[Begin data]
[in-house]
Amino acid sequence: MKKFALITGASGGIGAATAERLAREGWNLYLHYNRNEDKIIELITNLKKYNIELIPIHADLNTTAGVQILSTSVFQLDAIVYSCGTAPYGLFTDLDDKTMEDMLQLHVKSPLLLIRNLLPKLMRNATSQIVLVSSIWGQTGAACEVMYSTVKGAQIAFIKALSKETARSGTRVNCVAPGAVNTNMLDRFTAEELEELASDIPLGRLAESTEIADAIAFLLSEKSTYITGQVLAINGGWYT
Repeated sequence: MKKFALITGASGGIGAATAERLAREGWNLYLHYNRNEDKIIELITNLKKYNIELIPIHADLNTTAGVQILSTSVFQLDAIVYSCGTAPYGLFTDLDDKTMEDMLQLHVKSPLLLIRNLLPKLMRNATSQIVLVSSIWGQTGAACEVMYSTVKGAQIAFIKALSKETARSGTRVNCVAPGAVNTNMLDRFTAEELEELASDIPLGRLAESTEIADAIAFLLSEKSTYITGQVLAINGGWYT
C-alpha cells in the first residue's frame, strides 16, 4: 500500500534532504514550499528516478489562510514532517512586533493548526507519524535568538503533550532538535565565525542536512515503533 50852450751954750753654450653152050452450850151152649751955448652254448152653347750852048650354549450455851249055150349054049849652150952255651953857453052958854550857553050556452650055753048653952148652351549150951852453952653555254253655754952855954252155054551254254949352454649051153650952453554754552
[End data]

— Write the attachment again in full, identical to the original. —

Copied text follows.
[in-house]
Amino acid sequence: MKKFALITGASGGIGAATAERLAREGWNLYLHYNRNEDKIIELITNLKKYNIELIPIHADLNTTAGVQILSTSVFQLDAIVYSCGTAPYGLFTDLDDKTMEDMLQLHVKSPLLLIRNLLPKLMRNATSQIVLVSSIWGQTGAACEVMYSTVKGAQIAFIKALSKETARSGTRVNCVAPGAVNTNMLDRFTAEELEELASDIPLGRLAESTEIADAIAFLLSEKSTYITGQVLAINGGWYT
Repeated sequence: MKKFALITGASGGIGAATAERLAREGWNLYLHYNRNEDKIIELITNLKKYNIELIPIHADLNTTAGVQILSTSVFQLDAIVYSCGTAPYGLFTDLDDKTMEDMLQLHVKSPLLLIRNLLPKLMRNATSQIVLVSSIWGQTGAACEVMYSTVKGAQIAFIKALSKETARSGTRVNCVAPGAVNTNMLDRFTAEELEELASDIPLGRLAESTEIADAIAFLLSEKSTYITGQVLAINGGWYT
C-alpha cells in the first residue's frame, strides 16, 4: 500500500534532504514550499528516478489562510514532517512586533493548526507519524535568538503533550532538535565565525542536512515503533 50852450751954750753654450653152050452450850151152649751955448652254448152653347750852048650354549450455851249055150349054049849652150952255651953857453052958854550857553050556452650055753048653952148652351549150951852453952653555254253655754952855954252155054551254254949352454649051153650952453554754552